Cystic fibrosis (CF) is a monogenic recessive genetic disorder caused by mutations in the CF Transmembrane-conductance Regulator gene (CFTR). Remarkable progress in basic research has led to the discovery of highly effective CFTR modulators. Now ~90% of CF patients are treatable. However, these modulator therapies are not curative and do not cover the full spectrum of CFTR mutations. Thus, there is a continued need to develop a complete and durable therapy that can treat all CF patients once and for all. As CF is a genetic disease, the ultimate therapy would be in-situ repair of the genetic lesions in the genome. Within the past few years, new technologies, such as CRISPR/Cas gene editing, have emerged as an appealing platform to revise the genome, ushering in a new era of genetic therapy. This review provided an update on this rapidly evolving field and the status of adapting the technology for CF therapy.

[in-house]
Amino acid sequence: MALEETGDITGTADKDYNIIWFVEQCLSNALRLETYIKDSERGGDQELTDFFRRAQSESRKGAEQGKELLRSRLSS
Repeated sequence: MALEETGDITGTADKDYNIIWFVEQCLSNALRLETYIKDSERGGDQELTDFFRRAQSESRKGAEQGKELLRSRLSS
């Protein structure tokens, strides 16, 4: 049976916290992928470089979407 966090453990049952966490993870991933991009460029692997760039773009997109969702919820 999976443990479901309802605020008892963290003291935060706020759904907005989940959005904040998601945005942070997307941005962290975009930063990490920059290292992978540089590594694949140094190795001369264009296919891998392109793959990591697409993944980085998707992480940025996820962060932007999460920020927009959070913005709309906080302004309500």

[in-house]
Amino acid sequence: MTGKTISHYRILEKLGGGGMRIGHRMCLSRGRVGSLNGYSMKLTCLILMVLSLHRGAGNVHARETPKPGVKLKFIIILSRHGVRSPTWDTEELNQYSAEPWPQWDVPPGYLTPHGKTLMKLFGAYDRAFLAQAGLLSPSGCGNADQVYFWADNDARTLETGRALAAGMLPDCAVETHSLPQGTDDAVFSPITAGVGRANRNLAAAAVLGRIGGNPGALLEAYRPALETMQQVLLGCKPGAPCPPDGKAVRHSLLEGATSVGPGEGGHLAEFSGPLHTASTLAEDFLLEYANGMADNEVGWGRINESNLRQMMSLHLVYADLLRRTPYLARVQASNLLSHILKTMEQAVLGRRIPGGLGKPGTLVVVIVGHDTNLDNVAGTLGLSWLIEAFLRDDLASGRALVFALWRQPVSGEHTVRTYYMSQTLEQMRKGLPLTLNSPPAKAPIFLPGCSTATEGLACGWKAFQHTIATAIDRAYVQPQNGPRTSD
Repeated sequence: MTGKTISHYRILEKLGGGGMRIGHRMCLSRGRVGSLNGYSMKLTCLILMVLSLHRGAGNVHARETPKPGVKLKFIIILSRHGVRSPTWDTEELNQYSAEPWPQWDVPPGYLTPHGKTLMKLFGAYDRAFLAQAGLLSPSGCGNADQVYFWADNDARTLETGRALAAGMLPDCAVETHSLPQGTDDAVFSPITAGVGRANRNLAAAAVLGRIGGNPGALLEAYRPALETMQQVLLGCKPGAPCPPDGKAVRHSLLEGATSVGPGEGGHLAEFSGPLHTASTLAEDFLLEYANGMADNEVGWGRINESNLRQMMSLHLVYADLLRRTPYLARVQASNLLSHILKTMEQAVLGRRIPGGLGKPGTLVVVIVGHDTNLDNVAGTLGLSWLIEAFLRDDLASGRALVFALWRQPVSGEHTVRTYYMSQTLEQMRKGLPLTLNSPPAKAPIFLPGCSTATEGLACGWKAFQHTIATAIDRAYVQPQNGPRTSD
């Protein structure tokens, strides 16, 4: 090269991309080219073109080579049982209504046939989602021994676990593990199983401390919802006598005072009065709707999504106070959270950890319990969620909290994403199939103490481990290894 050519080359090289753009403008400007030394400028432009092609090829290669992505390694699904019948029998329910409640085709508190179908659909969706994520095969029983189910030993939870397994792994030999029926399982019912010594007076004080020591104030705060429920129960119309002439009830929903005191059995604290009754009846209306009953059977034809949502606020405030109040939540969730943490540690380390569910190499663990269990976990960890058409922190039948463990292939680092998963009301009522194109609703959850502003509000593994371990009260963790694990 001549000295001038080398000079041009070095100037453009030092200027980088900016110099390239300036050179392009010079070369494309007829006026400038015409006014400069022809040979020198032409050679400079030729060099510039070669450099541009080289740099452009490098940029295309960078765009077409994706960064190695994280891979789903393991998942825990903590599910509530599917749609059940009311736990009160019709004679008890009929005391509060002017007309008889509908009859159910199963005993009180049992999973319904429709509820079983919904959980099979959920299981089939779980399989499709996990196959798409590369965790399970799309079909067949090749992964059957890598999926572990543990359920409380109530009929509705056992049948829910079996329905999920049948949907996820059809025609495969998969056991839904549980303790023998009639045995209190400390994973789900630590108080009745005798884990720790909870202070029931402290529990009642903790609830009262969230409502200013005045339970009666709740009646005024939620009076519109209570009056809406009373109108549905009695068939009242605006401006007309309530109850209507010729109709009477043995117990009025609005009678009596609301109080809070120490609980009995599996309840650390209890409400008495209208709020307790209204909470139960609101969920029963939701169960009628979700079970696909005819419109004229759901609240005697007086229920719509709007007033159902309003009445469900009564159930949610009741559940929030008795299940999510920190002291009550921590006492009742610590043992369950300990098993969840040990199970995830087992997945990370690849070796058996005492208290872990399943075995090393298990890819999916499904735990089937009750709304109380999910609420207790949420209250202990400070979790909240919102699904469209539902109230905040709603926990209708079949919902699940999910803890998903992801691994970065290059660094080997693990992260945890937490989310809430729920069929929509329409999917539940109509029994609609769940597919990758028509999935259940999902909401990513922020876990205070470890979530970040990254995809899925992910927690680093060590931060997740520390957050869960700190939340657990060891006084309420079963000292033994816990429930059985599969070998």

Creative Commons License
This work is licensed under a Creative Commons Attribution 4.0 International License.
Wang, Guoshun, "Genome Editing for Cystic Fibrosis" (2023). School of Medicine Faculty Publications. 1278.